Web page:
Osteria Radici, an NJM Top 30, to Close

Chef Randy Forrester, also a Beard Award nominee, explains why he is moving business and family to Maine. The Allentown BYO will serve its last dinner on October 19.

Osteria Radici
Randy and Ally Forrester outside Osteria Radici in Allentown. Photo by Felicia Perretti

On October 19, exactly two years after they opened Osteria Radici in Allentown, chef Randy Forrester and his wife, Ally, will serve their last meals at their 18-seat Italian BYO and prepare to move to Portland, Maine, with their three-year-old daughter.

While it’s been an acclaimed two years—two James Beard Award nominations for Best Chef, Mid-Atlantic; two appearances on NJM’s annual Top 30 Restaurant List; and high ratings on social media—the bottom line has been dreary.

“It’s partly the taxes here, but mostly the cost of a liquor license,” says Forrester, 32. “Without that, the opportunities for growth over the next five years are very difficult for us as small restaurant owners. It’s paying at least a quarter of a million dollars, or much more, depending on the town. While I understand that, I’m not willing to sacrifice our daughter’s future to do it.”

Legislation to create a new class of license enabling restaurants to serve wine to diners at tables has been stalled in Trenton. “Until they figure out how to compensate the existing license holders,” Forrester says, “I think you’re going to see more of this,” meaning BYOs folding.

Inspired by the micro cuisines of Italy, Forrester has in two years created nearly 200 recipes. “We’ve never repeated a dish,” he says. “Maybe we’ve brought it back with different elements, but once something was off the menu it stayed off.”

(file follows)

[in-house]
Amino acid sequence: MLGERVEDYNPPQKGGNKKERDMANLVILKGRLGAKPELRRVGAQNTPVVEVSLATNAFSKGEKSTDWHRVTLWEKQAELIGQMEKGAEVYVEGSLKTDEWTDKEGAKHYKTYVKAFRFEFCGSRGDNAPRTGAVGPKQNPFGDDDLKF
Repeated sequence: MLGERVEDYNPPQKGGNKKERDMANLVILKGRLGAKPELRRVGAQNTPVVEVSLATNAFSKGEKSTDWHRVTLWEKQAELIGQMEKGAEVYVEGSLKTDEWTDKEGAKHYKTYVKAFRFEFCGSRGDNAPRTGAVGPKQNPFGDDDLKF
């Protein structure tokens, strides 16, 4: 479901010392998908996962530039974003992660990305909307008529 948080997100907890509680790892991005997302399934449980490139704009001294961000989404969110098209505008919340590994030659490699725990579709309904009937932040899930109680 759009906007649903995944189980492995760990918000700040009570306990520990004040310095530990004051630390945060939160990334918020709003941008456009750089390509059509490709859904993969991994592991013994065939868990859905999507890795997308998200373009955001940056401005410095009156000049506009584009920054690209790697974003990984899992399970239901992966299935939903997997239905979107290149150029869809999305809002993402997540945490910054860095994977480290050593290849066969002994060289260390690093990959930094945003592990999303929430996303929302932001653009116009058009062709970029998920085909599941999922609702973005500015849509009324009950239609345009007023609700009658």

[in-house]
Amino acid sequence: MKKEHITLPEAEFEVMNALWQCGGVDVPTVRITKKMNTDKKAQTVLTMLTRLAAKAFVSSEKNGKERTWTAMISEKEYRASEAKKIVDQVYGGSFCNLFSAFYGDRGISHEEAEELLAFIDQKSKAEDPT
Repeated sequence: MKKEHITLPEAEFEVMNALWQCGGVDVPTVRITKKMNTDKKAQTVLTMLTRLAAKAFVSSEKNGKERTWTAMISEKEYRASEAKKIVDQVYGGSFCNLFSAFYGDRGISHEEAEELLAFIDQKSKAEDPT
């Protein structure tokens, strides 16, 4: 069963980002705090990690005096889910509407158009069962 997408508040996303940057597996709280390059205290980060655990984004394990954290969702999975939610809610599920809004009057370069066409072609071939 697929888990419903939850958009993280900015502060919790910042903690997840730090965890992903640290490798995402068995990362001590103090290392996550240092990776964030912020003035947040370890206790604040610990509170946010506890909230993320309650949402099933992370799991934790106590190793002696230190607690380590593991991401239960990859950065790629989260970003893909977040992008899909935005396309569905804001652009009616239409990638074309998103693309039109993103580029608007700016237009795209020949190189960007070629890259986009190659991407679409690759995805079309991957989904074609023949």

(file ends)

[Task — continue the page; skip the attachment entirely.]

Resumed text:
The final dinner on Saturday, October 19, will be a kind of greatest hits. “It’s an opportunity to bring back some of our favorites. We’re excited about that. We have seats available for the dinner and also for dinners between now and then.”

The Forresters began looking for a new location in January. “We looked at Montreal, Delaware—on the water in Lewes—Philadelphia, and Italy.” The latter would have been the hands-down winner “if it had a more stable government.”

“There’s a lot to love about where we are in central New Jersey, and about the state in general,” he says. “Ally and I were both born here and, outside of college in Boston and time in Europe, this is what we know. But we both love New England, and we’ve missed it since college.”

So perhaps it’s not surprising that Portland, the first place they looked, won their hearts.

“We arrived in the middle of a horrible blizzard,” he relates, “and we’re walking around town with a two-year-old, and we walked into a restaurant and it was packed, with an energy we hadn’t seen before. Every place we went into had that. The way they think about food and drink up there is the way we think about it. In terms of wine, it’s starting from natural and biodynamic. In terms of food and drink it’s less manipulation, less processing, more how our great-grandparents ate and drank.”

Forrester envisions a life in which, at last, he will have more profitable business opportunities, a saner schedule and be able to spend more time with his daughter, Giada. “Nothing’s more important than having that time at home,” he says. “I was getting videos of my kid doing something she’s never done before, and I loved it, but then I’d feel bad because I’d like to be home for more of that.”

As for the winding down of Osteria Radici, Forrester says, “We’re really proud of what we did. It blew past our expectations. Someday, years from now, we’ll look back on it and think, wasn’t that great. It was small, self-contained, super manageable, and we cooked freely, with no inhibitions. It was a good time.”

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